When Jacquee deJesus (‘09 BA Interdisciplinary Studies and ‘11 MA Educational Leadership) signed up for a new professional development opportunity, the academic advisor wanted to learn more about campus resources so she could better support students. She never imagined the amount of valuable information she’d obtain after touring campus with employees from the office of information technology as part of an micro-externship program.
As advisor retention and recruitment continues to be a nationwide challenge, UNLV created the micro-externship program to improve academic advisors’ wellness and avoid burnout, after receiving a $30,000 grant from the Stupski Foundation. The micro-externship program allowed advisors and campus partners to share what they do with each other, opening possibilities to work together more closely on future decisions that improve student success.
For someone who worked in the computer labs as a graduate student for a semester, deJesus was excited to be paired with the office of information technology (OIT) for the micro-externship program. Going into it, she wanted to know what information would help the students she meets with, what can she take back to her advising team, and how can these new relationships help when issues arise.
“I wanted to understand the processes OIT uses for technology resources specifically for students, like the checkout process for the laptop loan program,” deJesus said. “I was also interested in Google Workspace and how faculty can use the different Google applications to help students.”
Between March 6 and April 7, deJesus toured the campus operations center, learned how to set up a computer, watched as IT Help Desk employees helped customers fix problems they were having with technology, and discovered how someone can change their preferred name in WebCampus, among other IT-related things.
“This was the first time OIT participated in a program like this,” said Hector Ibarra, interim associate director for client services in OIT. “Jacquee has a passion for helping students and wants to make things better for them. She was inquisitive and wanted to understand why we make certain upgrades or changes, asking about Zoom and Google storage limitations, and gave feedback along the way that we’re already implementing to our IT support portal.”
The information sharing between the advising team’s needs and OIT was great, according to deJesus. But it was the small details that piqued her interest and really resonated with her, like not turning off your computer so it can run updates regularly or that security keys are available to students too for multifactor authentication.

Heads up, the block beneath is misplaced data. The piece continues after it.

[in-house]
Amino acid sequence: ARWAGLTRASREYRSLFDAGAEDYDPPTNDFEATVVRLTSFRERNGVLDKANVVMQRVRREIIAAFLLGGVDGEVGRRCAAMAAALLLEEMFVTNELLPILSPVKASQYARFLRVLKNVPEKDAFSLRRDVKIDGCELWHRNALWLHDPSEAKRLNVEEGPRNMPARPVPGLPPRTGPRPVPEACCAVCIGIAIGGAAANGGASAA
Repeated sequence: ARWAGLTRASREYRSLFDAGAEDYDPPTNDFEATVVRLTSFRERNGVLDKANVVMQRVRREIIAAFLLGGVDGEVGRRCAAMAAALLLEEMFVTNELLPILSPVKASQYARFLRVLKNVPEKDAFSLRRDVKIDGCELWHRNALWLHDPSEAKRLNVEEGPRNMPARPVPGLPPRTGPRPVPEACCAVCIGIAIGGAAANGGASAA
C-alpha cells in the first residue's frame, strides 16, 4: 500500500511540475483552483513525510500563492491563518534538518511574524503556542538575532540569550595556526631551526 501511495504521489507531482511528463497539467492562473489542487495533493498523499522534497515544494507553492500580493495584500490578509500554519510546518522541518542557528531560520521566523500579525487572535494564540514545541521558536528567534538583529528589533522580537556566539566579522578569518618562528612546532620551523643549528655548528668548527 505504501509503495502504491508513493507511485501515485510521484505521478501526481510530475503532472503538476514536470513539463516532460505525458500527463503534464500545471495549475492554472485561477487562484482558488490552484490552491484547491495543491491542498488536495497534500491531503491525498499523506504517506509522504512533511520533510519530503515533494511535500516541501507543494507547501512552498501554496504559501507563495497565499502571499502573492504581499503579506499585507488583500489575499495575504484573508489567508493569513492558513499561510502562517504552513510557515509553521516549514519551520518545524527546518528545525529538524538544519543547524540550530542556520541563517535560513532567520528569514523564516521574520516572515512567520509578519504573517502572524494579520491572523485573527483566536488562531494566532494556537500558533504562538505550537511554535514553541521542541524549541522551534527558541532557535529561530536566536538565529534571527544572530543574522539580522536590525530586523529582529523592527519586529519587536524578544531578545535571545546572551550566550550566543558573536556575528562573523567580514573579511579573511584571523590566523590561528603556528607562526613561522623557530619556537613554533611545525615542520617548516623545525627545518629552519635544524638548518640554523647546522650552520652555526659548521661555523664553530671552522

Thanks to Frank Alaimo, interim manager for classroom technology services, deJesus also got to see high-tech spaces in action. She toured a RebelFlex classroom, where instructors can teach in-person and remote students at the same time; the Makerspace in the Lied Library that has 3D printing, laser cutting, and multimedia production studios; and the golf simulator, where she saw 3D analysis of a golfer’s movement.
Matt Buk, manager of computer facilities, appreciated deJesus’ reaching out to OIT to learn more about the technology that’s available to students.
“Our common interest is making sure students get the most out of their college experience,” he said. “We made sure to cover different services that are available to students in computer labs and other computer-based rooms, regardless if they’re on campus and remotely.”
Buk showed how RebelApps works and gave a tour of a computer lab that has huddle rooms for collaborative work in the Thomas T. Beam Engineering Complex and a space in Hospitality Hall that serves as a classroom and lab since it can drop and hide computers inside the desk.
The micro-externship has been a positive experience for everyone involved. It’s already opened new doors for OIT to get involved and help solve pain points that academic advisors and their students may encounter.
“I invited Hector to attend our technology commission,” said deJesus. “I thought it would be beneficial to have someone from OIT there so that members can hear directly from experts about what’s happening with campus technology and get answers to their questions.”
Academic advisors are critical to student success. Having a personalized connection and ample resources will help OIT support them in their role.
“There’s definitely an opportunity to build stronger connections beyond this micro-externship,” Ibarra said. “We’re looking to engage other groups to better understand each other's roles and get them more involved when we plan major projects, so that everyone can have good experiences with campus technology.”